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thing as conception and parturition,- brain, it must reside in it either as a would assert that the whole was a whole, or else in some particular part mere delusion, and altogether unne- of it. It does not reside in it as a cessary towards our existence. It is whole, because large masses of the certain that before conception, neither brain have been destroyed and lost, brain, homunculus, nor ethereal es- without at all affecting the reason. sencé, existed; but that after concep- Neither does it reside in any particular tion, some of them at least become part, because every individual portion inhabitants of the uterus. Now, we of the brain has, in successive instanask Mr. Lawrence, why the ethereal ces, been the seat of disease, which essence could not take up its abode in has terminated in its total destruction, its animal habitation at the moment --therefore it evidently follows from of conception, or at any subsequent such facts, as thought is not a funcperiod, and gradually increase in tion of the brain, either as a whole, or energy and perfection, as its habita- of any particular part, that it cannot tion became more developed, and be a function of it at all. adapted to the exercise of its func- But farther it appears, that the mind tions ?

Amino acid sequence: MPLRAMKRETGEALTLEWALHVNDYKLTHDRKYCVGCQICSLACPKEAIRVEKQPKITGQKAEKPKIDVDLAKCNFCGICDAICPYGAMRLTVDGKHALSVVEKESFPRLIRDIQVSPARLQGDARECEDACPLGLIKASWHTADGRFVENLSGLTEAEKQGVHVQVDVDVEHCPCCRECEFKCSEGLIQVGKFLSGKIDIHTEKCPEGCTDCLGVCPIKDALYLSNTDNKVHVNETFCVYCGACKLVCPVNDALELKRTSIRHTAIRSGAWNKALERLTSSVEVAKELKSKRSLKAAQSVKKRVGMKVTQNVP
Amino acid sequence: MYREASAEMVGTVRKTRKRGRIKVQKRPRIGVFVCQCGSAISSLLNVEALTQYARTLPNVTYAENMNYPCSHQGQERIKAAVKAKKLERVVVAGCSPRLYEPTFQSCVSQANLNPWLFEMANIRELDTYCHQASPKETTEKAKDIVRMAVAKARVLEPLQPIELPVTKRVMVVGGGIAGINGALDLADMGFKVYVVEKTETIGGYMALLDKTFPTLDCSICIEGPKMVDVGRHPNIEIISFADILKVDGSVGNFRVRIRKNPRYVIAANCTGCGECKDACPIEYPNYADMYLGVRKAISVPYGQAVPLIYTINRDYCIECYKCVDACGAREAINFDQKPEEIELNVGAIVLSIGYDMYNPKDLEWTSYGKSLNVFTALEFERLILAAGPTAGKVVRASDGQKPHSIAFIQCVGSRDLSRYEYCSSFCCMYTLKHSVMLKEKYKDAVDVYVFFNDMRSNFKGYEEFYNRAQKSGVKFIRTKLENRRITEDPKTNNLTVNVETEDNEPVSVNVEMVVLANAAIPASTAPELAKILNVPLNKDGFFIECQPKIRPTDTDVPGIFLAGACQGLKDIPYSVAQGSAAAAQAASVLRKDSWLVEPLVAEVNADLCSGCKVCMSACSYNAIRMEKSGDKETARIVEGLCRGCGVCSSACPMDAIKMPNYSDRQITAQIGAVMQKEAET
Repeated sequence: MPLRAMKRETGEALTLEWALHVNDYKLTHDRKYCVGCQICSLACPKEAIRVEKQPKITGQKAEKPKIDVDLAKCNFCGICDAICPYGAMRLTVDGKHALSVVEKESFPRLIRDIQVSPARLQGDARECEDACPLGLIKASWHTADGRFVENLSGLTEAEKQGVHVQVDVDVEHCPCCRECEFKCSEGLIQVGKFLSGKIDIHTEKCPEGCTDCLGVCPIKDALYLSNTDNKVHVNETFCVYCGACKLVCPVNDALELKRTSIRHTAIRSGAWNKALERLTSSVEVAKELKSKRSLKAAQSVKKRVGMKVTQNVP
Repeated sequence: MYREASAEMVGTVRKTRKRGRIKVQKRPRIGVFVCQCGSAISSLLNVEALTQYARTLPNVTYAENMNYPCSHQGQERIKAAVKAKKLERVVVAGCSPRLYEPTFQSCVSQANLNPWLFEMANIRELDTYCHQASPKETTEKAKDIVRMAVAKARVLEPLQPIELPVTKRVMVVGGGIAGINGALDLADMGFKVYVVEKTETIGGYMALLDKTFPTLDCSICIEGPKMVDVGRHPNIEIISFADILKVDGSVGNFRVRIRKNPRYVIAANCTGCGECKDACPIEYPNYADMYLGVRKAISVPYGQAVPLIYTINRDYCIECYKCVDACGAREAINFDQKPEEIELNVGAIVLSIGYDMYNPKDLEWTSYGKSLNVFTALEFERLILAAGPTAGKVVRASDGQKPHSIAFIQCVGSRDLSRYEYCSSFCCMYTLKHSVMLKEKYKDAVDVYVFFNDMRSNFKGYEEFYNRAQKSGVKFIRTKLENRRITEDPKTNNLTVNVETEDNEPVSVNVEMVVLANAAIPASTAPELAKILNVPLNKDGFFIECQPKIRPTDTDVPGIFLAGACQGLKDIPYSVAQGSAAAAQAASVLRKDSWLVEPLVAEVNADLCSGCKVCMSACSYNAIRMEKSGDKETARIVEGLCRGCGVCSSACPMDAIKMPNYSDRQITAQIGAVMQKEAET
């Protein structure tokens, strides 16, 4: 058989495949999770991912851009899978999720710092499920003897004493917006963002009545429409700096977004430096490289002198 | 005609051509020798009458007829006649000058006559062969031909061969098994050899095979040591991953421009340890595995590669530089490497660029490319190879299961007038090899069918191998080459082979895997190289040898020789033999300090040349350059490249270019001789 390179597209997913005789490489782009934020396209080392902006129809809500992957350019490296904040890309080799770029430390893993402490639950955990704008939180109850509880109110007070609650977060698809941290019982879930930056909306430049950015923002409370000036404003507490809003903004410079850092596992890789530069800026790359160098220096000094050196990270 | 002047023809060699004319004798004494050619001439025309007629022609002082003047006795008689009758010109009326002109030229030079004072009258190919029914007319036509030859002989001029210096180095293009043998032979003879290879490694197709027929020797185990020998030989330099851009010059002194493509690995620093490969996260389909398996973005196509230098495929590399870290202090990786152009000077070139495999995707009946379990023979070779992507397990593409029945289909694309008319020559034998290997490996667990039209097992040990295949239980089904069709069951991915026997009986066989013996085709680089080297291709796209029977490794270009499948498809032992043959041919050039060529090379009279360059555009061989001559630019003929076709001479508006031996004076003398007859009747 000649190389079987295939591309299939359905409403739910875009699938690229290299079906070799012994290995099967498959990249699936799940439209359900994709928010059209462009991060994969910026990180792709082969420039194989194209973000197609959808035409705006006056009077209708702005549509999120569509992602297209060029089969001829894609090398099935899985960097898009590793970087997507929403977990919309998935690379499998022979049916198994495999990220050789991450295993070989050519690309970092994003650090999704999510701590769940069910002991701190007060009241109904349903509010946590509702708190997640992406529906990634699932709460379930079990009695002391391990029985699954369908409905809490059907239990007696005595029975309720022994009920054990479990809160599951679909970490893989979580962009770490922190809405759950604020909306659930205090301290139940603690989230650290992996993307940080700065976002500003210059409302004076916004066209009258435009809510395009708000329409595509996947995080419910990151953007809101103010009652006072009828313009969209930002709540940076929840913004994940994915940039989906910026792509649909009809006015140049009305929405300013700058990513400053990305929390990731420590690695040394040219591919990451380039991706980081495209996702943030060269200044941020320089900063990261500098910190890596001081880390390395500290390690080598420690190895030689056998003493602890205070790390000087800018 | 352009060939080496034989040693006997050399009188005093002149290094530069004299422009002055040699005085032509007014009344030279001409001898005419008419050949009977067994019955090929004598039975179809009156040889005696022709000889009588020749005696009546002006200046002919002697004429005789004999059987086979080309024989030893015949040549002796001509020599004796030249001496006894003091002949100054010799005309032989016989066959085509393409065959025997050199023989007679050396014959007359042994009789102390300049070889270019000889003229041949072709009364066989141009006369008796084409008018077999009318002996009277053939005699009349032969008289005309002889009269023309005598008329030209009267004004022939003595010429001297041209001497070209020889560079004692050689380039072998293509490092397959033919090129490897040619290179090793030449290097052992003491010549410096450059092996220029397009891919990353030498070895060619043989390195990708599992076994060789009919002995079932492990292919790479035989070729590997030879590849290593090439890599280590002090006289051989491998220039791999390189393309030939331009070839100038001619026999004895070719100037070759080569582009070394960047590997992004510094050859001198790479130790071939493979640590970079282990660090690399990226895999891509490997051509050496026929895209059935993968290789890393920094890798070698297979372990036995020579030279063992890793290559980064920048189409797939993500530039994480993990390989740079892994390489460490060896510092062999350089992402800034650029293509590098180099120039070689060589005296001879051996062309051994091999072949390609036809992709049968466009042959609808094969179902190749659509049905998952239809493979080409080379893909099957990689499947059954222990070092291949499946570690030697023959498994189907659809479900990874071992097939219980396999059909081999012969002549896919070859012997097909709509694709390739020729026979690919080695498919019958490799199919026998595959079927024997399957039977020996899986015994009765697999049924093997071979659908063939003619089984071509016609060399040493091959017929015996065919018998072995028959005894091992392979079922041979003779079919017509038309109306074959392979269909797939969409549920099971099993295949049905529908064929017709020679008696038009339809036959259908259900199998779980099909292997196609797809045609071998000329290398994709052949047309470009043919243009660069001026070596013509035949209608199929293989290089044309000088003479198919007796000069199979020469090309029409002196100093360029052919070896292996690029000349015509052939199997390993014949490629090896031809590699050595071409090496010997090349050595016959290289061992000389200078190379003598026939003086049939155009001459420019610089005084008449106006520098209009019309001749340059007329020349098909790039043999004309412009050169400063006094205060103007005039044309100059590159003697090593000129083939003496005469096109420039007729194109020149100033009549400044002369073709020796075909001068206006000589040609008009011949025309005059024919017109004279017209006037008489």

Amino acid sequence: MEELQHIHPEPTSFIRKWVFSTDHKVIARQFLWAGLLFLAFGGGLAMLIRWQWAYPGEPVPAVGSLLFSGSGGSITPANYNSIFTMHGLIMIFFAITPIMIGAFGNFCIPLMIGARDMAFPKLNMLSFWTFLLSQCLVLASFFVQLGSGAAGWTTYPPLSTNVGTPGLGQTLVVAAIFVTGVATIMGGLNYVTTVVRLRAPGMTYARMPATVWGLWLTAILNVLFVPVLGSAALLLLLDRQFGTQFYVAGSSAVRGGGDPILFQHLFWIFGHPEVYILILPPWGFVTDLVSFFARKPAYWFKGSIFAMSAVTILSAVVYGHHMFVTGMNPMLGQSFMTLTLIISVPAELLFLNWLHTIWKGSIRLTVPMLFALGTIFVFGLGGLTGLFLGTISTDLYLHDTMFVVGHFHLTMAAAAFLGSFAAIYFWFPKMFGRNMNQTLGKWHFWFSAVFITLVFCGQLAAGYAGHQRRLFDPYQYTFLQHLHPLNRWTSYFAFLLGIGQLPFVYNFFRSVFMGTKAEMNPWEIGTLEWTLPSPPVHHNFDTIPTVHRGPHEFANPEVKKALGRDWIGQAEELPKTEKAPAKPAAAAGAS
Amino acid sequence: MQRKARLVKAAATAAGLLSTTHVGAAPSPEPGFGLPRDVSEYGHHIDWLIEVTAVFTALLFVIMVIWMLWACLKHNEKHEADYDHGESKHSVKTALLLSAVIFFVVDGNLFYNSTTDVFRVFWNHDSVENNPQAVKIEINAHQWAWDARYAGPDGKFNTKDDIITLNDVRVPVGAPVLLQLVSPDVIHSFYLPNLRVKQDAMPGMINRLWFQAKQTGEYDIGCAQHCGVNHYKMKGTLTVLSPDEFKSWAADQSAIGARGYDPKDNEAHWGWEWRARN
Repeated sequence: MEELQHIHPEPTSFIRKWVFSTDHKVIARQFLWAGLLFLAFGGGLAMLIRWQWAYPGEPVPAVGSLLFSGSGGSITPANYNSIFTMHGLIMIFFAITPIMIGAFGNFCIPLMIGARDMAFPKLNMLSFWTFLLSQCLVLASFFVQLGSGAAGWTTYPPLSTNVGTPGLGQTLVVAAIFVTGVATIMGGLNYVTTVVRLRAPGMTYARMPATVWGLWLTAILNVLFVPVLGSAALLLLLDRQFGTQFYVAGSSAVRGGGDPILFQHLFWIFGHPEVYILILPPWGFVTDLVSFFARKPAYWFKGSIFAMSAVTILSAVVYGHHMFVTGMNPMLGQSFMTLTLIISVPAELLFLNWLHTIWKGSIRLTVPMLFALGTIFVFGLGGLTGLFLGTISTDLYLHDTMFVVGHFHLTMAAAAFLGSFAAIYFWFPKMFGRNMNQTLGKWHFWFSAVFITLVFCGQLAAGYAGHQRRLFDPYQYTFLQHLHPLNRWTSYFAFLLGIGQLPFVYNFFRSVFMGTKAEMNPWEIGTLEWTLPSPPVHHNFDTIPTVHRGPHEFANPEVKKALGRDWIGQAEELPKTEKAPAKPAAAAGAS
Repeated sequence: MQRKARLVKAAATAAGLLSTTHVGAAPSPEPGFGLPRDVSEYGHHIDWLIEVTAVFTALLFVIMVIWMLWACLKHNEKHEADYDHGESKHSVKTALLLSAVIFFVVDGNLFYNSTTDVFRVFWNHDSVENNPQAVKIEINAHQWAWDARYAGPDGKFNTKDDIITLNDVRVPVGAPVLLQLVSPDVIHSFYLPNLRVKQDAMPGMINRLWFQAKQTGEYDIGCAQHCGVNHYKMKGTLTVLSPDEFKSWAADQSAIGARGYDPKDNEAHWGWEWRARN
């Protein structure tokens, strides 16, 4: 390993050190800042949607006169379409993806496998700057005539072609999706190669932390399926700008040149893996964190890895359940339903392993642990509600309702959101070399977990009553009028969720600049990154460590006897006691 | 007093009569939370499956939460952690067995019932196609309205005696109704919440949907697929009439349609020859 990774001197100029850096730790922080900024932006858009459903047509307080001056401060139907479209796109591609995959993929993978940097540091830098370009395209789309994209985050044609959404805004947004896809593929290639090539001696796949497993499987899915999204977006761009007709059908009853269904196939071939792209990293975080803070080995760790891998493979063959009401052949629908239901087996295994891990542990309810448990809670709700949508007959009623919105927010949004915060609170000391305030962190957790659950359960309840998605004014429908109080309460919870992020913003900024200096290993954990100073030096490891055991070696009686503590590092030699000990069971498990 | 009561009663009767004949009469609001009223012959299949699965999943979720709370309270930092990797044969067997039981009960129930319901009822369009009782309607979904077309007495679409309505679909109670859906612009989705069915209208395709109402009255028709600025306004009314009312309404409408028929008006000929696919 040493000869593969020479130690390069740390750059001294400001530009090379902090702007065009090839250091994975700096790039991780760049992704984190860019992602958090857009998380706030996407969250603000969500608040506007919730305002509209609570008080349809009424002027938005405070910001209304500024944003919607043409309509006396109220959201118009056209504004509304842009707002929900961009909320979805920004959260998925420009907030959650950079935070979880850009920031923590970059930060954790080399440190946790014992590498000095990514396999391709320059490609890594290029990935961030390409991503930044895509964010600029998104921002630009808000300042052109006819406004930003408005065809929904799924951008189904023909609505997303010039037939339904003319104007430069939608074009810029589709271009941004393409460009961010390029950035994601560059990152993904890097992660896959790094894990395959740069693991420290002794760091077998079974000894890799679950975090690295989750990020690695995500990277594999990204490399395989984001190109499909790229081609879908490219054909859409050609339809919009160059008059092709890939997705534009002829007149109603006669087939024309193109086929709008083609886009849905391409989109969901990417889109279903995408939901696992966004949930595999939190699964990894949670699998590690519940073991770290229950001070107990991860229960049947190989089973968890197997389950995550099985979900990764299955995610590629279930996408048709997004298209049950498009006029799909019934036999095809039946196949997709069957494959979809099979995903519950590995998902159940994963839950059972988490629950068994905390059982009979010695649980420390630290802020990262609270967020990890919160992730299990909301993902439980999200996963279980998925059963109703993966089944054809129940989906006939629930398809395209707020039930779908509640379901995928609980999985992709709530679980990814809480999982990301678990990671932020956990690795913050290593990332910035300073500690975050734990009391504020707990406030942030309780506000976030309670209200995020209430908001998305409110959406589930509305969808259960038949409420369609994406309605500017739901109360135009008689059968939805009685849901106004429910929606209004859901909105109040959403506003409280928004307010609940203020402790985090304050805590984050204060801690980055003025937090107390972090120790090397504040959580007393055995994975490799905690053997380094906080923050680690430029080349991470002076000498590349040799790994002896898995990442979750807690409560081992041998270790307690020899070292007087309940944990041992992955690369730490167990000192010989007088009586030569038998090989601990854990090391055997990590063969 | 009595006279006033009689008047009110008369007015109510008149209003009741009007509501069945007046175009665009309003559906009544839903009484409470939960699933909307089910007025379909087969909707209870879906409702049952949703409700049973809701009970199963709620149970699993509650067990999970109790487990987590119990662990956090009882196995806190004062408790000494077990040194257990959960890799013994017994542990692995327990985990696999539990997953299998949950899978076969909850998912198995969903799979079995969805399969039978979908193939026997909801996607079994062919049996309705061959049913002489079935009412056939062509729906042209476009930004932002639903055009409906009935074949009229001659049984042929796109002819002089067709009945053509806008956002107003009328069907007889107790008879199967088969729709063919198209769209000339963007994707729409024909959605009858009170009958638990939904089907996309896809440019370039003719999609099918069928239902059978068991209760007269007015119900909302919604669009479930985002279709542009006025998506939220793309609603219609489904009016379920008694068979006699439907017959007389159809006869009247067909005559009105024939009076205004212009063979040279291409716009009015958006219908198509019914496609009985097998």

can influence this thought, arrest, nay Mr. Lawrence's last effort, while actually destroy the vital manifestaconsidering the functio of the brain, tions, and suspend the organic funcconsists in contrasting the mental tions, even of the brain itself. manifestations in man, with those in “ A letter is brought to a man, (says Mr. other animals; and he boldly asserts Kennell,) containing some afflicting intellithat they are not only analogous, but gence. He casts his eyes upon the contents, in the ratio of their medullary deve- What is the cause of this sudden affection ?

or motion. lopment.

It may be said that the vessels have collapsed, “We cannot deny,” he says, “ to animals, that the brain is consequently disordered, and all participation in rational endowments, with that loss of sense is the natural consequence. oat shutting our eyes to the most obvious But let us take one step backward, and enfacts ;-to indications of reasoning, which the quire what is the cause of the disorder itself, unprejudiced observation of mankind has not the effects of which are thus visible? It is failed to recognize and appreciate.